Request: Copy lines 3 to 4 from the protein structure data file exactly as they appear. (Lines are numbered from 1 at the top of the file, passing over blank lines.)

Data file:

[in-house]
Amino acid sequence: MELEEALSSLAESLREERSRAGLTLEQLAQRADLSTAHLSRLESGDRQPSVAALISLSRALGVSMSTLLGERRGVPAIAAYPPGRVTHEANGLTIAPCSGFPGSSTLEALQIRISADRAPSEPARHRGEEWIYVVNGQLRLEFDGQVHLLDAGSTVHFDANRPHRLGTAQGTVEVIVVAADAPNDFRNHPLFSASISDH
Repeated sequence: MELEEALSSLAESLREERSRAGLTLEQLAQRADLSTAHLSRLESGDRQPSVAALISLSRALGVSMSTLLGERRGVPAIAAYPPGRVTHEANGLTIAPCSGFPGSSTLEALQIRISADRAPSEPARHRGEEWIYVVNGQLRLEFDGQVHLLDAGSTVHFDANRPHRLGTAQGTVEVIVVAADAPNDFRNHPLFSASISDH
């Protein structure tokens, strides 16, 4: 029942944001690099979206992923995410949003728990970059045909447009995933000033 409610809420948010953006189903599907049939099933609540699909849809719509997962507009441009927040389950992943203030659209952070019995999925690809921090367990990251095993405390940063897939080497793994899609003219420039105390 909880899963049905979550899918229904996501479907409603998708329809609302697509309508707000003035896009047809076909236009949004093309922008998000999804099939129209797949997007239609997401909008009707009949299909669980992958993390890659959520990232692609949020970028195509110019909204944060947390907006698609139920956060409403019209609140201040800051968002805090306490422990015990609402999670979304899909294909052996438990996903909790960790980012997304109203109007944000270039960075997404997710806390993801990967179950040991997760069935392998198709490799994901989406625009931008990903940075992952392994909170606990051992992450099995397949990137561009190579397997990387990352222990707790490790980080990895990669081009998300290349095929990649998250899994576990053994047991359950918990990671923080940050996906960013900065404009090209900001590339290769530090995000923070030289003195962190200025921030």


Repeated sequence: MELEEALSSLAESLREERSRAGLTLEQLAQRADLSTAHLSRLESGDRQPSVAALISLSRALGVSMSTLLGERRGVPAIAAYPPGRVTHEANGLTIAPCSGFPGSSTLEALQIRISADRAPSEPARHRGEEWIYVVNGQLRLEFDGQVHLLDAGSTVHFDANRPHRLGTAQGTVEVIVVAADAPNDFRNHPLFSASISDH
């Protein structure tokens, strides 16, 4: 029942944001690099979206992923995410949003728990970059045909447009995933000033 409610809420948010953006189903599907049939099933609540699909849809719509997962507009441009927040389950992943203030659209952070019995999925690809921090367990990251095993405390940063897939080497793994899609003219420039105390 909880899963049905979550899918229904996501479907409603998708329809609302697509309508707000003035896009047809076909236009949004093309922008998000999804099939129209797949997007239609997401909008009707009949299909669980992958993390890659959520990232692609949020970028195509110019909204944060947390907006698609139920956060409403019209609140201040800051968002805090306490422990015990609402999670979304899909294909052996438990996903909790960790980012997304109203109007944000270039960075997404997710806390993801990967179950040991997760069935392998198709490799994901989406625009931008990903940075992952392994909170606990051992992450099995397949990137561009190579397997990387990352222990707790490790980080990895990669081009998300290349095929990649998250899994576990053994047991359950918990990671923080940050996906960013900065404009090209900001590339290769530090995000923070030289003195962190200025921030």